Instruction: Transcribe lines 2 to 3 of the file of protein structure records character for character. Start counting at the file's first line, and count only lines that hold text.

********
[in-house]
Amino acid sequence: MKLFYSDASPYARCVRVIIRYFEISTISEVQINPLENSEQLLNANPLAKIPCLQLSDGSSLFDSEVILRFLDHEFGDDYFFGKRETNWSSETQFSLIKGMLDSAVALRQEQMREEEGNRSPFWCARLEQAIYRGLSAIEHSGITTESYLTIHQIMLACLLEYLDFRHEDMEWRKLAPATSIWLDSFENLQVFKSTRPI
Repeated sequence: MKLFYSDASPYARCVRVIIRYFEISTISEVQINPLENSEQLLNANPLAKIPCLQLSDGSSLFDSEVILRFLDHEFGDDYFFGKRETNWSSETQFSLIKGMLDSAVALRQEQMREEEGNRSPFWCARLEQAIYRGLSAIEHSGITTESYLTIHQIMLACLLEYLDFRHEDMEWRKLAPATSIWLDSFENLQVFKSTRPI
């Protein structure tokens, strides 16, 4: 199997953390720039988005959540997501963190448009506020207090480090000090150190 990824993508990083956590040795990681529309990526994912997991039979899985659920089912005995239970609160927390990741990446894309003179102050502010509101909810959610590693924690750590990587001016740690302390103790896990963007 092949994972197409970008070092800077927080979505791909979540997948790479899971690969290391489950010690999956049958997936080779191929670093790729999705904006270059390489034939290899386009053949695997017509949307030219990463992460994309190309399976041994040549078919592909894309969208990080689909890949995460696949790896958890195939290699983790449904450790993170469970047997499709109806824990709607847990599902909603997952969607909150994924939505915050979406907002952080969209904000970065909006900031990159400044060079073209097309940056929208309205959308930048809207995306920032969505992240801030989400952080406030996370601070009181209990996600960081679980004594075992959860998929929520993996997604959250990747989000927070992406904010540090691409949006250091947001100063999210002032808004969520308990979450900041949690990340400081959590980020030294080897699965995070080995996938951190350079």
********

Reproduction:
Amino acid sequence: MKLFYSDASPYARCVRVIIRYFEISTISEVQINPLENSEQLLNANPLAKIPCLQLSDGSSLFDSEVILRFLDHEFGDDYFFGKRETNWSSETQFSLIKGMLDSAVALRQEQMREEEGNRSPFWCARLEQAIYRGLSAIEHSGITTESYLTIHQIMLACLLEYLDFRHEDMEWRKLAPATSIWLDSFENLQVFKSTRPI
Repeated sequence: MKLFYSDASPYARCVRVIIRYFEISTISEVQINPLENSEQLLNANPLAKIPCLQLSDGSSLFDSEVILRFLDHEFGDDYFFGKRETNWSSETQFSLIKGMLDSAVALRQEQMREEEGNRSPFWCARLEQAIYRGLSAIEHSGITTESYLTIHQIMLACLLEYLDFRHEDMEWRKLAPATSIWLDSFENLQVFKSTRPI